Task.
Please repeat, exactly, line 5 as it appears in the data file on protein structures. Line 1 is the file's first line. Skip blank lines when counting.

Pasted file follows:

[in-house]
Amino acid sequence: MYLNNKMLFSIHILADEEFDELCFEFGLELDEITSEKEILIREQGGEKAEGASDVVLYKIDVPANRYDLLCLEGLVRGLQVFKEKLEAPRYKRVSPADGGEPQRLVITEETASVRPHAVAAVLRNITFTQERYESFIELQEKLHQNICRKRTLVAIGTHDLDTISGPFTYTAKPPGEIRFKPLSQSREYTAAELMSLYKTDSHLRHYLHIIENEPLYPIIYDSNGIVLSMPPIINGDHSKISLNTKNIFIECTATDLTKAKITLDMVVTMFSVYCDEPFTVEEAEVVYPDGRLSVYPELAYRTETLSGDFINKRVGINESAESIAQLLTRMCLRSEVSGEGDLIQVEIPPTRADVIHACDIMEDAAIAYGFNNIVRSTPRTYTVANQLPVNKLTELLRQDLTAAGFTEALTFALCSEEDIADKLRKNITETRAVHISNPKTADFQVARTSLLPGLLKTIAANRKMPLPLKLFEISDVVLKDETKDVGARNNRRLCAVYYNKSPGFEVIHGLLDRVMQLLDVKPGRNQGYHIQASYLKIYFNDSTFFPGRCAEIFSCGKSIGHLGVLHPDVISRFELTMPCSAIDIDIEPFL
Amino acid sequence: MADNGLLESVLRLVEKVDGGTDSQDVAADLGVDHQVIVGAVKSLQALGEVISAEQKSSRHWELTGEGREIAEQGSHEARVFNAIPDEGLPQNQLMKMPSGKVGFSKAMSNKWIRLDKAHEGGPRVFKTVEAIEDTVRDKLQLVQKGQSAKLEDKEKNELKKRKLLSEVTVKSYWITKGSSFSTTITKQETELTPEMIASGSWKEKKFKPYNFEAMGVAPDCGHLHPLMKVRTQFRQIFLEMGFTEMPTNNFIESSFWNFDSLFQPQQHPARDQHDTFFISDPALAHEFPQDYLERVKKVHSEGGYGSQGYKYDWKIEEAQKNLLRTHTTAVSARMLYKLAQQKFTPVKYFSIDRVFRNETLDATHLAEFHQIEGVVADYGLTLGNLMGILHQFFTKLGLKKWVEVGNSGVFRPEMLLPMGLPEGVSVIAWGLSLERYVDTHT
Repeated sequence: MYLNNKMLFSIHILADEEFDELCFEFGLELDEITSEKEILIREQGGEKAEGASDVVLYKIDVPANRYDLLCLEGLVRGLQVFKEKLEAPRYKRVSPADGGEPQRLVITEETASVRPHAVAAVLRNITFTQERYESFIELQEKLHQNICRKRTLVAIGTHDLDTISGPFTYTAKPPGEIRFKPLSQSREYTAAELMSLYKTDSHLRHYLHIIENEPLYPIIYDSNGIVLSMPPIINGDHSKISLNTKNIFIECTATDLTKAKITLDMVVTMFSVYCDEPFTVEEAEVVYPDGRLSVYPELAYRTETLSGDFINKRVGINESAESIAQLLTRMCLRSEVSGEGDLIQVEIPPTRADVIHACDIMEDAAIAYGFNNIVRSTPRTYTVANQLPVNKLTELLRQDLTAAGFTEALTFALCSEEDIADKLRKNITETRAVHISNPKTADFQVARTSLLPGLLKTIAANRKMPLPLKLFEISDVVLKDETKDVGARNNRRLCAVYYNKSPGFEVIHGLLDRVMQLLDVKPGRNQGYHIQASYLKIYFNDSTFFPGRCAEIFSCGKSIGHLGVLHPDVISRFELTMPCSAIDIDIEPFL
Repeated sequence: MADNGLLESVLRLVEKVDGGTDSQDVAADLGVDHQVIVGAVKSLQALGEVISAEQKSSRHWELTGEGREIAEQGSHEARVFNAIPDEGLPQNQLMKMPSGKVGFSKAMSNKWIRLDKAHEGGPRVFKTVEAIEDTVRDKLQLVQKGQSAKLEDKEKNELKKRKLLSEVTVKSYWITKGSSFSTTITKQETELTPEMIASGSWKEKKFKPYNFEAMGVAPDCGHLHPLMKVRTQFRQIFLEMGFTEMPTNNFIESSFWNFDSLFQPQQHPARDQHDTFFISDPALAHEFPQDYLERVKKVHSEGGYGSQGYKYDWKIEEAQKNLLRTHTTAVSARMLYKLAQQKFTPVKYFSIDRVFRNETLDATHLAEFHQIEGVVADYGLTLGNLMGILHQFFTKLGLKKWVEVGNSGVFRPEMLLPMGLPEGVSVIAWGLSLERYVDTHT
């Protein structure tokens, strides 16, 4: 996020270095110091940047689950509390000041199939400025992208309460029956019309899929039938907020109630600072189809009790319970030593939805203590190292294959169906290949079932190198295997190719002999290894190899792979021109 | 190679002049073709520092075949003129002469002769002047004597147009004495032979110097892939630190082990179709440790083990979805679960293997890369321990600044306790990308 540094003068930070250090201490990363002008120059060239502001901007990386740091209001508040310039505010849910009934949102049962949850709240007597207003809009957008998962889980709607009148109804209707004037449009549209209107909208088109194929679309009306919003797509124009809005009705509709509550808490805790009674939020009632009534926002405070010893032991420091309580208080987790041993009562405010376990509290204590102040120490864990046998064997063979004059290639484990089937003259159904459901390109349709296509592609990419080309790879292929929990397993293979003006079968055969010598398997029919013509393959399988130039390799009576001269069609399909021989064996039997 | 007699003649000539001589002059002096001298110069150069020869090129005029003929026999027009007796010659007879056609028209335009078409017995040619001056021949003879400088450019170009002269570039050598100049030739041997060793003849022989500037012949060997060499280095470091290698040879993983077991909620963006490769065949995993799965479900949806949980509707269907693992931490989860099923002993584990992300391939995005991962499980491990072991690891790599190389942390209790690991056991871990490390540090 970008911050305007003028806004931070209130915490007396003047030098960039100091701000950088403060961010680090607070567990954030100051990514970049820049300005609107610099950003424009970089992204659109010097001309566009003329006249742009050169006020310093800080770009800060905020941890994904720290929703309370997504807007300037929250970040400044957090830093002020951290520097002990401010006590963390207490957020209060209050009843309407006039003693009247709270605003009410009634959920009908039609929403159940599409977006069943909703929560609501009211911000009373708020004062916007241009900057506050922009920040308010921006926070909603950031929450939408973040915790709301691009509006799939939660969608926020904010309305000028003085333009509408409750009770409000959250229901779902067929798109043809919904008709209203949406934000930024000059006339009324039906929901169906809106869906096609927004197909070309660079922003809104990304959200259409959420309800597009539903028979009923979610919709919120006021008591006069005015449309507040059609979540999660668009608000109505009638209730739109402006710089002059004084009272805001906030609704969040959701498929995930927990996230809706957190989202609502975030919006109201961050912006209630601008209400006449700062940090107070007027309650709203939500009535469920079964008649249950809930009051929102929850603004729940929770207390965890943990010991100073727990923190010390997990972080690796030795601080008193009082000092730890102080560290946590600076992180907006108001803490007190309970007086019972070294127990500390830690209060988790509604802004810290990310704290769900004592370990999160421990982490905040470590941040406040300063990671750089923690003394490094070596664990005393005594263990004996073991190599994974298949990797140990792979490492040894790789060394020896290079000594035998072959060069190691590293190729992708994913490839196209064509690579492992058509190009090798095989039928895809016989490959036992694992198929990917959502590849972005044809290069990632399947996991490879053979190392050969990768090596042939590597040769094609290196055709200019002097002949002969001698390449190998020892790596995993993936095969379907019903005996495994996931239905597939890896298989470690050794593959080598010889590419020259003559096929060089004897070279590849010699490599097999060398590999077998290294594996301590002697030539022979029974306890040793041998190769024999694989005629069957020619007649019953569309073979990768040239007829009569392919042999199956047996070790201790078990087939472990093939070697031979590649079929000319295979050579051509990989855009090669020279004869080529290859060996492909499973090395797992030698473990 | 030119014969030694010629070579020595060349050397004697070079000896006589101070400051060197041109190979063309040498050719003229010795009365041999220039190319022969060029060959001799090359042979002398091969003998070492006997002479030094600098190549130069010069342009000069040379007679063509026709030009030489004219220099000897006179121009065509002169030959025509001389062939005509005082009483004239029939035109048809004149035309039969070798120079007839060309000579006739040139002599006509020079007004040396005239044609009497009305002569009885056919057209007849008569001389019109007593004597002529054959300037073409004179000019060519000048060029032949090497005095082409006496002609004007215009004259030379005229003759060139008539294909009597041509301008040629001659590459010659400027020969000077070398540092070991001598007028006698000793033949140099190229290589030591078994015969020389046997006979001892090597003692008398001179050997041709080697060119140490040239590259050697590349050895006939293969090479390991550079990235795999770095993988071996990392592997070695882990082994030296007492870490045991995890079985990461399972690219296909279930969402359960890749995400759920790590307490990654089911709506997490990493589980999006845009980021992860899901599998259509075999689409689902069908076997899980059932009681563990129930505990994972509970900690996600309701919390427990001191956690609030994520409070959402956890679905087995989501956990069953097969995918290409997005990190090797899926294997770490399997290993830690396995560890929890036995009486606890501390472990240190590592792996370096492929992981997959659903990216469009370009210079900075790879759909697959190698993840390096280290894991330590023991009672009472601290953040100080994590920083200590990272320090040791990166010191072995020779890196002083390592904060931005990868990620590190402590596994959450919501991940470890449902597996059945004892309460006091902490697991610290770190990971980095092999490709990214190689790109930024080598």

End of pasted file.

Repeated sequence: MADNGLLESVLRLVEKVDGGTDSQDVAADLGVDHQVIVGAVKSLQALGEVISAEQKSSRHWELTGEGREIAEQGSHEARVFNAIPDEGLPQNQLMKMPSGKVGFSKAMSNKWIRLDKAHEGGPRVFKTVEAIEDTVRDKLQLVQKGQSAKLEDKEKNELKKRKLLSEVTVKSYWITKGSSFSTTITKQETELTPEMIASGSWKEKKFKPYNFEAMGVAPDCGHLHPLMKVRTQFRQIFLEMGFTEMPTNNFIESSFWNFDSLFQPQQHPARDQHDTFFISDPALAHEFPQDYLERVKKVHSEGGYGSQGYKYDWKIEEAQKNLLRTHTTAVSARMLYKLAQQKFTPVKYFSIDRVFRNETLDATHLAEFHQIEGVVADYGLTLGNLMGILHQFFTKLGLKKWVEVGNSGVFRPEMLLPMGLPEGVSVIAWGLSLERYVDTHT